Advisor(s)

Mansoor M. Amiji

Contributor(s)

Shashi Mehta, M. V. Sitkovskiĭ

Date of Award

2010

Date Accepted

12-2010

Degree Grantor

Northeastern University

Degree Level

M.S.

Degree Name

Master of Science

Department or Academic Unit

Bouve College of Health Sciences. Department of Pharmaceutical Sciences

Keywords

pharmaceutical sciences, angiogenesis, gelatin nanoparticles, HIF1a, metastasis, siRNA, VEGF, hypoxia

Subject Categories

Tumors, Neovascularization, Metastasis

Disciplines

Pharmacy and Pharmaceutical Sciences

Abstract

Background: As tumor mass grows beyond a few millimeters in diameter, the angiogenic "switch" is turned on leading to recruitment of blood vessels from surrounding artery and veins. However, the tumor mass is poorly perfused and there are pockets of hypoxia or lower oxygen concentrations relative to normal tissue. Hypoxia-inducing factor-1a (HIF-1a), a transcription factor, is activated when the oxygen concentration is low. Upon activation of HIF-1a, a number of other genes also turn on that allows the tumor to become more aggressive and resistant to therapy.

Purpose: The main objectives of this study were to evaluate the effect of hypoxia-induced HIF-1a followed by over-expression of angiogenic and metastatic markers in tumor cells and down-regulation of HIF-1a using nanoparticle-delivered RNA interference therapy.

Methods: Human ovarian (SKOV3) and breast (MDA-MB-231) adenocarcinoma cells were incubated under normoxic and hypoxic conditions. Following hypoxia treatment of the cells, HIF-1α, vascular endothelial growth factor (VEGF), matrix metalloproteinase 2 (MMP-2), and MMP-9 expression was analyzed qualitatively and quantitatively. For intracellular delivery of HIF-1a gene silencing small interfering RNA (siRNA), type B gelatin nanoparticles were fabricated using the solvent displacement method and the surface was modified with poly(ethylene glycol) (PEG, Mol. wt. 2kDa). Cellular uptake and distribution of the nanoparticles was observed with Cy3-siRNA loaded, FITC- conjugated gelatin nanoparticles. Cytotoxicity of the nanoparticle formulations was evaluated in both the cell lines. siRNA was transfected in the gelatin nanoparticles under hypoxic conditions. Total cellular protein and RNA were extracted for analysis of HIF1a, VEGF, MMP-2 and MMP-9 expression.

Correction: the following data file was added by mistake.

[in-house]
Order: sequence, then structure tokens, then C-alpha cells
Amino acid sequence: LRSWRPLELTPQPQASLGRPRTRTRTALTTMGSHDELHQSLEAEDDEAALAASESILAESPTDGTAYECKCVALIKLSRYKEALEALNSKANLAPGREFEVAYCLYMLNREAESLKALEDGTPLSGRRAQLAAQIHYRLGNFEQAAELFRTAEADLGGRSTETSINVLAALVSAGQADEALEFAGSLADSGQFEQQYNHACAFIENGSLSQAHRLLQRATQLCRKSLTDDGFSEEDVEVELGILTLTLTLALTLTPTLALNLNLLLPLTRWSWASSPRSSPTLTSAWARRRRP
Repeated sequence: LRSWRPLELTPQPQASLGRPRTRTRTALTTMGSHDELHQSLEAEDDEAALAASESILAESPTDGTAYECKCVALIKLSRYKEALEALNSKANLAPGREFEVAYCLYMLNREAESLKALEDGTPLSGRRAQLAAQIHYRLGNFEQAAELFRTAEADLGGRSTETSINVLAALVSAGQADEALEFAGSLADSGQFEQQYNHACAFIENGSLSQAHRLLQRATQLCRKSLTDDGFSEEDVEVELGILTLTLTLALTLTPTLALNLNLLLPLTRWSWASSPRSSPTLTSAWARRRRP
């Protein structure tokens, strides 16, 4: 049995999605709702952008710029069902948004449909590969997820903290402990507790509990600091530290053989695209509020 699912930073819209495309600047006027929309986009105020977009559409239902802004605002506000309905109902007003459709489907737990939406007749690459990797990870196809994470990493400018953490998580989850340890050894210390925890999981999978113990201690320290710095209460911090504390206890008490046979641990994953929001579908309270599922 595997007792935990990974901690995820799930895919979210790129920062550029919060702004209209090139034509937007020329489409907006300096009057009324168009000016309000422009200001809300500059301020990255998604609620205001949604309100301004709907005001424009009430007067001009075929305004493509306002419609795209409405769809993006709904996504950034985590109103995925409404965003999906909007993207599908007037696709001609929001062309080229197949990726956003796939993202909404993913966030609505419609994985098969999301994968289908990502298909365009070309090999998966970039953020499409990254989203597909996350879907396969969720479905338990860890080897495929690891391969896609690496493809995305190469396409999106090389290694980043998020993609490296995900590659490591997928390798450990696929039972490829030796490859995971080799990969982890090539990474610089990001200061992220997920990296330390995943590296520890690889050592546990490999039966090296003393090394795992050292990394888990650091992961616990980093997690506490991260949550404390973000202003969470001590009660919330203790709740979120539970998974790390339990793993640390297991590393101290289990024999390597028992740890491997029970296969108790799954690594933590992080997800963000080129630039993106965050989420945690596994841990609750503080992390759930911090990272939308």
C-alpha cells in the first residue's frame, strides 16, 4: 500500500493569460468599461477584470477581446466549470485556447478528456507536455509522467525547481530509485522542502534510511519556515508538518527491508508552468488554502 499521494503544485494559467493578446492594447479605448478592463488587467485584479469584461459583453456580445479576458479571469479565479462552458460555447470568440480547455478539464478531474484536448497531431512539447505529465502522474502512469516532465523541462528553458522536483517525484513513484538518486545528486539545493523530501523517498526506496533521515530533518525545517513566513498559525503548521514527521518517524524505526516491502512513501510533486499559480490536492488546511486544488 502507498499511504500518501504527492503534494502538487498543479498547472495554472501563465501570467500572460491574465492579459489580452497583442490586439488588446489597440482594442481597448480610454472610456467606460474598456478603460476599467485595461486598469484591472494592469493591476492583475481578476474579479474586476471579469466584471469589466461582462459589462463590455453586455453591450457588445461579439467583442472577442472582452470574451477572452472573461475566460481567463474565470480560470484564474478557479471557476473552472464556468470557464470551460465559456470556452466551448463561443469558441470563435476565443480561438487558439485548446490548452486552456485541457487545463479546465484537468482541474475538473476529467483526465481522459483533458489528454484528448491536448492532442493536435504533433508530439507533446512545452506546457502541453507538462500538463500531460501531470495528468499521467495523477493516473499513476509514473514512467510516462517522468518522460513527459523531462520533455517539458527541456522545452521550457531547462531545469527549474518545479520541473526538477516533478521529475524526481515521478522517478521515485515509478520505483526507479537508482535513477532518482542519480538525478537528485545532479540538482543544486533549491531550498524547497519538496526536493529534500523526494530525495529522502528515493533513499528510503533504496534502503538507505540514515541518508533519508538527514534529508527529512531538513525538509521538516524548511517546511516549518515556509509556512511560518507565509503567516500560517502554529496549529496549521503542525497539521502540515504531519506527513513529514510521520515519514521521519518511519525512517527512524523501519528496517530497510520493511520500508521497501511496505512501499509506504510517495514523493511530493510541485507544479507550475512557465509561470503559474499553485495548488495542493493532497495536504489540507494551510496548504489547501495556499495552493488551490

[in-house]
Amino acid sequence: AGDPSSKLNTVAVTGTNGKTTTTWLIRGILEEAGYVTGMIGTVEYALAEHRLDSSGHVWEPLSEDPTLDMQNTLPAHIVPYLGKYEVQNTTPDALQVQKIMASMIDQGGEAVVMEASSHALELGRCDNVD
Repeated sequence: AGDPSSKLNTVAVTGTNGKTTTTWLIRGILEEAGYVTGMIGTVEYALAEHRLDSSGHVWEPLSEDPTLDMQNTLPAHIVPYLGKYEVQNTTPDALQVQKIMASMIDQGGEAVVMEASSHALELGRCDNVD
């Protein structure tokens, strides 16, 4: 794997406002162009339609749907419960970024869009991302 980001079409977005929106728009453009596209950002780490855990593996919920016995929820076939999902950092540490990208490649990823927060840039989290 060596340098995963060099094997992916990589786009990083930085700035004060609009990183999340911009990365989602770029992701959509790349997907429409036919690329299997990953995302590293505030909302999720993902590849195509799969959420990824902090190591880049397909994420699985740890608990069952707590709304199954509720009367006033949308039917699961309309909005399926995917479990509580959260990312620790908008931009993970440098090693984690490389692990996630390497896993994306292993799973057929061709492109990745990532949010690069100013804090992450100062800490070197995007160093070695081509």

Results: MDA-MB-231 and SKOV3 cells show increased expression of HIF1a under hypoxic conditions compared to baseline levels at normoxic conditions. ELISA and western blots of VEGF, MMP-2 and MMP-9 appear to increase with the increase in the HIF1α levels. Gelatin and PEG-modified gelatin nanoparticles were successfully prepared having a particle size in the range of 200 to 300 nm in diameter. Cell uptake studies showed that both types of nanoparticles could be efficiently internalized in tumor cells with a maximum intracellular concentrations reaching after 6 hours of incubation. Cytotoxicity analysis using MTS (formazan) assay showed that there was no significant change in cell viability upon treatment with any of the nanoparticle formulations relative to untreated control. Comparative analysis of gelatin nanoparticles and lipofectamine transfection of HIF1α-siRNA, shows a higher HIF1α knockdown for gelatin nanoparticles.

Conclusion: Use of HIF1α siRNA for the treatment of cancer cells that overly express HIF1α has shown great therapeutic potential as shown by the results. The expression of VEGF, MMP-2 and MMP-9 decreases with the decrease of HIF1α expression. This may indicate the reversal of the aggressive phenotype of the tumors with HIF1α knockdown. HIF1α-siRNA, hence shows great potential for the therapy of aggressive tumors, however in vivo studies need to be carried out to validate these findings.

Document Type

Master's Thesis

Rights Information

copyright 2010

Rights Holder

Shruti Shah

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